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New Forest National Park

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The New Forest Becomes Designated a National Park

The New Forest has been an historically important area dating back to the Stone Age when the land was first cleared for cultivation by the inhabitants of the day. Unfortunately the quality of the soil in the area is very poor and as a result a lot of the land reverted back to heath land.

Evidence of the historic population of the forest can still be clearly seen around by the knowing eye, with Round Barrows and boiling mounds scattered around the forest. The area has a number of SSSIs (sites of special scientific interest) and over 200 Scheduled Ancient Monuments but there is an ongoing debate as to whether these should be listed due to past thefts.

Originally an Area of Outstanding Natural Beauty moves to possible designate the forest as a National Park started a far back as 1999 before an order to create the park was actually submitted to the secretary of state for consideration.

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The History Behind The Designation

Essentially a National Park is an area that remains mostly un-developed and has a high scenic or relatively unique landscape. Within the UK there are currently only 13 National Parks with the New Forest being the latest one, but the 14th National Park is currently awaiting designation and will be the South Downs.

The New Forest National Park is managed by it own park authority and the park authority has two prime and statutory obligations which are, to conserve and enhance the New Forests natural beauty, wildlife and cultural heritage of the area, and to promote the understanding and enjoyment of the forests special qualities to the general public.

The original idea for the form of National Parks was first seeded by the United States in the early 19th century to protect its own areas of natural beauty and wilderness for example Yosemite.
The idea was soon adopted by many countries around the world as they sought to protect their national heritage.

In the UK due to mounting public pressure for access to country side areas dating back to the 1930's in 1949 the National Parks and access to the country side act was passed much to the dismay of some landowners.In the 1950's the first 10 parks were designated and whilst many other National Park areas have been suggested.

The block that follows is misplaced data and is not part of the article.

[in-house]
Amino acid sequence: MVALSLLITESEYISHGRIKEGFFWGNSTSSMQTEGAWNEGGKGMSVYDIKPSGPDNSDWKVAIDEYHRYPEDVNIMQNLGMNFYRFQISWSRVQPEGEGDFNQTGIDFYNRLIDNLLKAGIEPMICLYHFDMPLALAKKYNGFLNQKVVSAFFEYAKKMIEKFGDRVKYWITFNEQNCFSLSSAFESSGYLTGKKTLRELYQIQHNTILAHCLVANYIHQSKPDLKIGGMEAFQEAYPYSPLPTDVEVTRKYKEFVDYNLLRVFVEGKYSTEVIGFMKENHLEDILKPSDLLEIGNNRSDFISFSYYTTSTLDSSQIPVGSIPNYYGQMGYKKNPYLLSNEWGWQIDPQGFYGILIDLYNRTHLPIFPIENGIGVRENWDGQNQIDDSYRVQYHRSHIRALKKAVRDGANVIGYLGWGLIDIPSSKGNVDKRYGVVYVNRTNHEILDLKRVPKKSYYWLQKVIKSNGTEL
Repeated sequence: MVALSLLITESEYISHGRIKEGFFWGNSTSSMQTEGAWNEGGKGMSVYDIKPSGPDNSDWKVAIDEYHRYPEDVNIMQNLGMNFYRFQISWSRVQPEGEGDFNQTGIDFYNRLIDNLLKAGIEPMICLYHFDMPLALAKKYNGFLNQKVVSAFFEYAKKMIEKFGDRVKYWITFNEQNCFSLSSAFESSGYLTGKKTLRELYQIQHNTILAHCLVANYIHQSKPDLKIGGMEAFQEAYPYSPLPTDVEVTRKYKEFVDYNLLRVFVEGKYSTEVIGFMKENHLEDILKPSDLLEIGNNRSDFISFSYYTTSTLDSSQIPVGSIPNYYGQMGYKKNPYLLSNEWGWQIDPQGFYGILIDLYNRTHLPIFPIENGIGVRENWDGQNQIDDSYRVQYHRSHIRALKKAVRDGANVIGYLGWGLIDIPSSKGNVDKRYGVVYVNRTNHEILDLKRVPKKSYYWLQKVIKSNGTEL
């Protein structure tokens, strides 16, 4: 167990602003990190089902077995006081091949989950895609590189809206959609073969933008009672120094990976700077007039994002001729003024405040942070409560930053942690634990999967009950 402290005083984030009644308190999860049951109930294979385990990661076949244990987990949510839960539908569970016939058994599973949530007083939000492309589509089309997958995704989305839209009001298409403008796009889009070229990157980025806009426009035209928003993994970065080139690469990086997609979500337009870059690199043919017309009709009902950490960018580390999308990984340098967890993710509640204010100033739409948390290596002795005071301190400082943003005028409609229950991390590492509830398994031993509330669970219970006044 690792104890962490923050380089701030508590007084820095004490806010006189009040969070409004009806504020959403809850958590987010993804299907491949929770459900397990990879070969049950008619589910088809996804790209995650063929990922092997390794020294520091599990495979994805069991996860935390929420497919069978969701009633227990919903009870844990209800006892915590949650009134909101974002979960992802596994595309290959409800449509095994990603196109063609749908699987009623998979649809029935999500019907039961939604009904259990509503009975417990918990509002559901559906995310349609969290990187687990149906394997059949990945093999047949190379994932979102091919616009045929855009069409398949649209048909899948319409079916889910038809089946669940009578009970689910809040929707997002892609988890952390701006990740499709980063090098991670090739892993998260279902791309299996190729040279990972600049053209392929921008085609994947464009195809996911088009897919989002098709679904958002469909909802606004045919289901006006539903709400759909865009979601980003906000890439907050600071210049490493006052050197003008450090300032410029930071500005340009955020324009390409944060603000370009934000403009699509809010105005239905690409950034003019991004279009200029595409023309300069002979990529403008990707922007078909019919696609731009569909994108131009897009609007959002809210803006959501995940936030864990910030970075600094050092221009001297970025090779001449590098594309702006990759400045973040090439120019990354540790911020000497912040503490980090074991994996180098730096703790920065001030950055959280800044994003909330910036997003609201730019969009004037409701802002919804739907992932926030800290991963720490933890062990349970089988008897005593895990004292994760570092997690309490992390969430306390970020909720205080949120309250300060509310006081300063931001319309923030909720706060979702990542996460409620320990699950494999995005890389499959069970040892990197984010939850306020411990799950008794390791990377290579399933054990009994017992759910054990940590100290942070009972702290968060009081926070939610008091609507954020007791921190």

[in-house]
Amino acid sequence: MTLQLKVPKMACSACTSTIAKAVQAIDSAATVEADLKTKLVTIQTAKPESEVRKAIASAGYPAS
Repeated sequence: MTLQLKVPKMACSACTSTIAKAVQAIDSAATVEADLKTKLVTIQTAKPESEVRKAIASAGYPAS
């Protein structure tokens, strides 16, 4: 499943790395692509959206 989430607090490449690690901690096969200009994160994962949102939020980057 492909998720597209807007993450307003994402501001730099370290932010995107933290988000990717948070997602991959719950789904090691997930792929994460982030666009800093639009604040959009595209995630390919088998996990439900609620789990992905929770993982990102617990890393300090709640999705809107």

This has due to the geo-political boundaries not been an easy task with many of the proposed areas being deemed to difficult to designate due to the crossing of boundaries. So, many of these have been designated as areas of outstanding national beauty instead.

Area Of Outstanding Natural Beauty

The forest itself was formerly part of the South Hampshire Coast Area of Outstanding Natural Beauty, but as 95% of the AONB fell with the proposed National Park designated areas, the AONB status was rescinded and the other 5% of the former area was deemed to no longer meet the required AONB criteria.

The National Park has also absorbed what was formerly known as the New Forest Heritage Area.
The Order to change the forest to a National Park was presented in February 2002 but as with anything involving land there were a number of disputes with locals about New Forest boundaries, with some localities wishing to be part of the new designated areas, and estates and corporations who felt they should be excluded for a variety of reasons.

This lead to a public enquiry and several court cases but eventually the matter was resolved and on the 28 June 2004, the government of the day finally confirmed its intention to designate the forest a National Park.

Formal Designation Made

The designation to become a National Park was formally made on the first of March 2005 and so the New Forest National Park was born.

Management of the park is still a complex process involving a number of different bodies, but in principle a National Park Authority has been formed to manage the park but, as there is still crown property within the parks boundary this will still be managed by the Forestry Commission. The Verderers will also retain their existing responsibilities granted to them under New Forest Acts.

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